In the word mortgage, the mort- is from the Latin word mori (via old French “mort”) for death and -gage is from the sense of that word meaning a pledge to forfeit something of value if a debt is not repaid. So mortgage is literally a “death pledge”.
For many decades, we have come to believe that owning a home is a God-given right. We are expected to begin our married life with a home, without realising it took our parents a lifetime to save for. Incidentally, during the last forty-five to fifty years, and especially the years 1960 to 1980, a home purchased with a fixed interest rate was the safest and surest way to build personal net worth and equity.
Beginning in 1983, however, the “rules of the game” changed; inflation slowed down and interest rates went up – a direct reversal of these two factors from the previous twenty years. It has taken a while for our society to recognize this, and even longer, as yet, accepted it.
When considering the purchase of a home, we should apply the same three criteria as for undertaking any debt. However, the economic criteria are very difficult to nail down in today’s economic environment. Even in the period 1960 to 1980, there was not a guaranteed way to pay the debt except for returning the home back to the lending institution.
Jobs are not nearly as secure today as they were in the past. Inflation is certainly not a sure thing, and fixed low interest rates may very well be a thing of the past.
The psychological burden of home mortgage debt is more severe than most people think, especially if a woman whose centre of influence and security is in her home is involved. Studies have shown that having mortgage debt is a stressful factor and that degree of stress relates to the amount of the mortgage.
When considering the purchase of a home, we should apply these three criteria as for undertaking any debt loan.
First of all, does it make economic sense to incur a home loan? To determine this, there are two rules to follow:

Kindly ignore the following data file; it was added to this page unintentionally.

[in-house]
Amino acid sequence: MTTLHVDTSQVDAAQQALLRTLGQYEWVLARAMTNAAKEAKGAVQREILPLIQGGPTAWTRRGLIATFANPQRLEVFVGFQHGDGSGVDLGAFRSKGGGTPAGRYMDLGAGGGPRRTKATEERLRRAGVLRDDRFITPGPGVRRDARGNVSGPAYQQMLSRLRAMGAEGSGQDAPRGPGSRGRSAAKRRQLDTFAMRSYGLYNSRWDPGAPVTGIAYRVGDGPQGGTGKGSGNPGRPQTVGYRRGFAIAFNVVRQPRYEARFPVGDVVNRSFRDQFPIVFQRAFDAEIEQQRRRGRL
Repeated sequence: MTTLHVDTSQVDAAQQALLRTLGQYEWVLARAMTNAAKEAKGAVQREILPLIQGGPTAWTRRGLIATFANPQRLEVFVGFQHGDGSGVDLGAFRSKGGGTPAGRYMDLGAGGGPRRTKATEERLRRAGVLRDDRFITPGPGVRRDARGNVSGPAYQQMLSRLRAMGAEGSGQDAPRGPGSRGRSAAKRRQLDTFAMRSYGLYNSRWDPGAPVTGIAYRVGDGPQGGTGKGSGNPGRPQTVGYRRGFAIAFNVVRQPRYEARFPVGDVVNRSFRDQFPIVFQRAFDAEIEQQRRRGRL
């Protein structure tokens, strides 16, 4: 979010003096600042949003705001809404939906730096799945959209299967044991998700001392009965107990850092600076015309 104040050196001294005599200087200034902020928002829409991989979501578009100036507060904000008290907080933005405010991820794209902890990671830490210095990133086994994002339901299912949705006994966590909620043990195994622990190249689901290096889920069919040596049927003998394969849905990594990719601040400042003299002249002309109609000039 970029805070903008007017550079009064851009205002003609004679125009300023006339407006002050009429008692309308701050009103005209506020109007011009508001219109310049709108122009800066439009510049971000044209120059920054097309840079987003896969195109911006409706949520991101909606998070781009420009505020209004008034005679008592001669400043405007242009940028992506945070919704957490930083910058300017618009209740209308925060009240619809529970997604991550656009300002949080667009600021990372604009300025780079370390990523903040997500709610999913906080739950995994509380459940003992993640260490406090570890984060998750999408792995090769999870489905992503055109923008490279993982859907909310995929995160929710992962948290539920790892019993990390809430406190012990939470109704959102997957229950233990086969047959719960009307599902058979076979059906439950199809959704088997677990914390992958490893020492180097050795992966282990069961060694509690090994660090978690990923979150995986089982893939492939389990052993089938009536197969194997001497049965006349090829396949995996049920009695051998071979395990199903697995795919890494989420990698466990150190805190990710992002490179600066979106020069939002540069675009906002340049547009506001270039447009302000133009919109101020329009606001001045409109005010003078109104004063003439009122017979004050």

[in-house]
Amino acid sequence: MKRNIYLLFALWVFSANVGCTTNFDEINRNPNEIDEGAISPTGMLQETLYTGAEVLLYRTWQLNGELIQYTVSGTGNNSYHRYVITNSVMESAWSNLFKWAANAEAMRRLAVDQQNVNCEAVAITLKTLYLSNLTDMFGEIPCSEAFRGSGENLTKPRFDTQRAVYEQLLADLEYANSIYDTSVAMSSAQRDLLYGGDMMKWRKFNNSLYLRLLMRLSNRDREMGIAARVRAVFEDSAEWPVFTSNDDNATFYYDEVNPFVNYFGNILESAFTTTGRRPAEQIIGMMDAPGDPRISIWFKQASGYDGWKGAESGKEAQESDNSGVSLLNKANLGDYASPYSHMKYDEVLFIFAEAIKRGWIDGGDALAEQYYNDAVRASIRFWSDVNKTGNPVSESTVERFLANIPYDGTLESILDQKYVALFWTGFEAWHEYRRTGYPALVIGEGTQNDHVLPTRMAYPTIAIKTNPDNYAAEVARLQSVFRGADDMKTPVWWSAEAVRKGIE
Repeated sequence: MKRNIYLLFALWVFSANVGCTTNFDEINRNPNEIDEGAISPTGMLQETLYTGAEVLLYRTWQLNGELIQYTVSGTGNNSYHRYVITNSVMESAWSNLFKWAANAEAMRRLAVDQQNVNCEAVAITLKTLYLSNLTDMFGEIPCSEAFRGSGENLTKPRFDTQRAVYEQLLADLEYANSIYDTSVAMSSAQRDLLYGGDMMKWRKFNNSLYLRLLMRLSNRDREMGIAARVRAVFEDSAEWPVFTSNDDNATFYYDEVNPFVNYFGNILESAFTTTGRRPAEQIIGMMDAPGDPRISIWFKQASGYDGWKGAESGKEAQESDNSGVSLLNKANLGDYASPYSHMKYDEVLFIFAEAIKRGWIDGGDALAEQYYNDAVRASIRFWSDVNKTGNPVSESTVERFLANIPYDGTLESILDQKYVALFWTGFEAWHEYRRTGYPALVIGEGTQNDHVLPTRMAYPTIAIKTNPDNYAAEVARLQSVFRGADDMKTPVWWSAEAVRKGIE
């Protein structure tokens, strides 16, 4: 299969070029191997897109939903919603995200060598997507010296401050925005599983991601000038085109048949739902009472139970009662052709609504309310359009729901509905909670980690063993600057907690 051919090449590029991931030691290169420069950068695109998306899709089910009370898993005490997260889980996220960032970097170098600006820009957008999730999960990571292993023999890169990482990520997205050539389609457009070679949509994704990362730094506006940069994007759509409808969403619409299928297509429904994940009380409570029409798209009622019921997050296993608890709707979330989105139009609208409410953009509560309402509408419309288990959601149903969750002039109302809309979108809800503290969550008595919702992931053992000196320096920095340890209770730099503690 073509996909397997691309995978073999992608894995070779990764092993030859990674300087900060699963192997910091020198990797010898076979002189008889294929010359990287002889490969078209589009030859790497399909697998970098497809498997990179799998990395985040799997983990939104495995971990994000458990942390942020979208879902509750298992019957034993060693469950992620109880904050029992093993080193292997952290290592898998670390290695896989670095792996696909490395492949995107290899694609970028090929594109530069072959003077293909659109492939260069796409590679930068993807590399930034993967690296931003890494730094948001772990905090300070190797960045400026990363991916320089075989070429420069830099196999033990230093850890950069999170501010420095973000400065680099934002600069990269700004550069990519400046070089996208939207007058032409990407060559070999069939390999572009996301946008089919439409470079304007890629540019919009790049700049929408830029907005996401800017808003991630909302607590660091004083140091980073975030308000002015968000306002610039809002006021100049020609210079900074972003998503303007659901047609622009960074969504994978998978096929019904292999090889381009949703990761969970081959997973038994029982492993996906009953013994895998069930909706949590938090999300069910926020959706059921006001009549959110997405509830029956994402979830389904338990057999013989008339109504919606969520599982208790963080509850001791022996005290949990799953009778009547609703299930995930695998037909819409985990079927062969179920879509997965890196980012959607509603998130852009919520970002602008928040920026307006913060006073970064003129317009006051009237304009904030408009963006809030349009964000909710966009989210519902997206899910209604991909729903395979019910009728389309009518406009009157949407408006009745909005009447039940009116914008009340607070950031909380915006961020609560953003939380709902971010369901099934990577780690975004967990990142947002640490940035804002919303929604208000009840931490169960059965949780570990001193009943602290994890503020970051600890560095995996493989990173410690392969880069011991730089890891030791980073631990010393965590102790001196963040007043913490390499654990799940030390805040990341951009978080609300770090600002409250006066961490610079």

The cost to borrow (after-tax interest) must be less than the economic benefit received (interest, yield, and/or growth in value). Rule two: there should be a guaranteed way of repayment.
Secondly, if you’re married, are both spouses free from any anxiety regarding this home loan? The principle indicates that there must be unity between the spouses. Can the home loan be undertaken with peace of mind? If you experience a lack of peace when you picture yourself taking on this home loan, do not enter into the debt.
Thirdly, ask yourself, what personal goals and values am I meeting with this home loan that can be met in no other way?
These criteria are practical, pragmatic, and biblical and should be applied unemotionally to every debt loan opportunity. The counsel to young couples who are considering the purchase of a home or those intending to purchase a new home, is never to become so attached to the home that they could not give it up if the debt could not be paid.
The question of whether or not to pay off the mortgage, if that is an option, is really an economic, psychological decision. Economically, it may not make sense to pay off a low interest rate mortgage, even if one has the funds to do so. However, psychologically, it may be, by far, the best course. Again, I would remind you that finances are nothing more than a resource to accomplish other goals and objectives – they are never an end in themselves. Therefore, even if it does not make economic sense to pay off a mortgage, there may be higher priority goals and objectives that need to be met. Money then becomes merely the resource to meet those goals. The decision does not have to be always an economic one. That counsel is, of course, good for all decisions.
The Bible does show many ways to overcome any financial crisis. Many of these principles are laid out in our successful course, the Scriptural Financial Freedom series. To learn more, you can download the Small Groups kit from our Store.